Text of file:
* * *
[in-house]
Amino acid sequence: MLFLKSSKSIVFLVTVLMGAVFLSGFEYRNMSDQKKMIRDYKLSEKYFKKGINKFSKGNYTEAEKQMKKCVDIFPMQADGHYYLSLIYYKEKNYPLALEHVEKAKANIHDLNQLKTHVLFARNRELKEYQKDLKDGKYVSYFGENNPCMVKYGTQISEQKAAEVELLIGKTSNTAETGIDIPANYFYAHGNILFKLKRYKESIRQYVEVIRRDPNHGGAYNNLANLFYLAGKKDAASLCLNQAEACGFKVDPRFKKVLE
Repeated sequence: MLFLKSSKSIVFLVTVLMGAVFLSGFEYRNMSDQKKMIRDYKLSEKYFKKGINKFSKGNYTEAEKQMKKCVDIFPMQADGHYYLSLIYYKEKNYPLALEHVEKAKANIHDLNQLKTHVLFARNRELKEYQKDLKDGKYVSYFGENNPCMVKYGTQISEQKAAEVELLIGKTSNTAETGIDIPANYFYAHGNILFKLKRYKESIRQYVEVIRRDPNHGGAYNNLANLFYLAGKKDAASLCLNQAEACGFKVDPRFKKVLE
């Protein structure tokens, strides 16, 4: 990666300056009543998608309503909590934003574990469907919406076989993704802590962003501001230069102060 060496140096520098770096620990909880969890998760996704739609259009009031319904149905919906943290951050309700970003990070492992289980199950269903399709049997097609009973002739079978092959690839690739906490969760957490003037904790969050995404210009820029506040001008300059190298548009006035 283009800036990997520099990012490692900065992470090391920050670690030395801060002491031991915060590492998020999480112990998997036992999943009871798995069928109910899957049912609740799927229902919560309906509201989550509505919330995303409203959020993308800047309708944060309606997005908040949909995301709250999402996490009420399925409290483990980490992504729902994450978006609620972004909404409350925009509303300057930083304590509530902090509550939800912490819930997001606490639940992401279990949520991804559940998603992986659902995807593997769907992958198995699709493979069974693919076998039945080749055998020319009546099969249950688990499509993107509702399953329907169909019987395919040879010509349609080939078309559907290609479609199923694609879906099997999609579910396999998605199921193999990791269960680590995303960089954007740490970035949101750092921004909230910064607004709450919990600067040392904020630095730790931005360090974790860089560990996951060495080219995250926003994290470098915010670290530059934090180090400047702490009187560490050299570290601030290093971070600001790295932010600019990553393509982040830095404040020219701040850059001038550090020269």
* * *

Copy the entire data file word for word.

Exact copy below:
[in-house]
Amino acid sequence: MLFLKSSKSIVFLVTVLMGAVFLSGFEYRNMSDQKKMIRDYKLSEKYFKKGINKFSKGNYTEAEKQMKKCVDIFPMQADGHYYLSLIYYKEKNYPLALEHVEKAKANIHDLNQLKTHVLFARNRELKEYQKDLKDGKYVSYFGENNPCMVKYGTQISEQKAAEVELLIGKTSNTAETGIDIPANYFYAHGNILFKLKRYKESIRQYVEVIRRDPNHGGAYNNLANLFYLAGKKDAASLCLNQAEACGFKVDPRFKKVLE
Repeated sequence: MLFLKSSKSIVFLVTVLMGAVFLSGFEYRNMSDQKKMIRDYKLSEKYFKKGINKFSKGNYTEAEKQMKKCVDIFPMQADGHYYLSLIYYKEKNYPLALEHVEKAKANIHDLNQLKTHVLFARNRELKEYQKDLKDGKYVSYFGENNPCMVKYGTQISEQKAAEVELLIGKTSNTAETGIDIPANYFYAHGNILFKLKRYKESIRQYVEVIRRDPNHGGAYNNLANLFYLAGKKDAASLCLNQAEACGFKVDPRFKKVLE
């Protein structure tokens, strides 16, 4: 990666300056009543998608309503909590934003574990469907919406076989993704802590962003501001230069102060 060496140096520098770096620990909880969890998760996704739609259009009031319904149905919906943290951050309700970003990070492992289980199950269903399709049997097609009973002739079978092959690839690739906490969760957490003037904790969050995404210009820029506040001008300059190298548009006035 283009800036990997520099990012490692900065992470090391920050670690030395801060002491031991915060590492998020999480112990998997036992999943009871798995069928109910899957049912609740799927229902919560309906509201989550509505919330995303409203959020993308800047309708944060309606997005908040949909995301709250999402996490009420399925409290483990980490992504729902994450978006609620972004909404409350925009509303300057930083304590509530902090509550939800912490819930997001606490639940992401279990949520991804559940998603992986659902995807593997769907992958198995699709493979069974693919076998039945080749055998020319009546099969249950688990499509993107509702399953329907169909019987395919040879010509349609080939078309559907290609479609199923694609879906099997999609579910396999998605199921193999990791269960680590995303960089954007740490970035949101750092921004909230910064607004709450919990600067040392904020630095730790931005360090974790860089560990996951060495080219995250926003994290470098915010670290530059934090180090400047702490009187560490050299570290601030290093971070600001790295932010600019990553393509982040830095404040020219701040850059001038550090020269």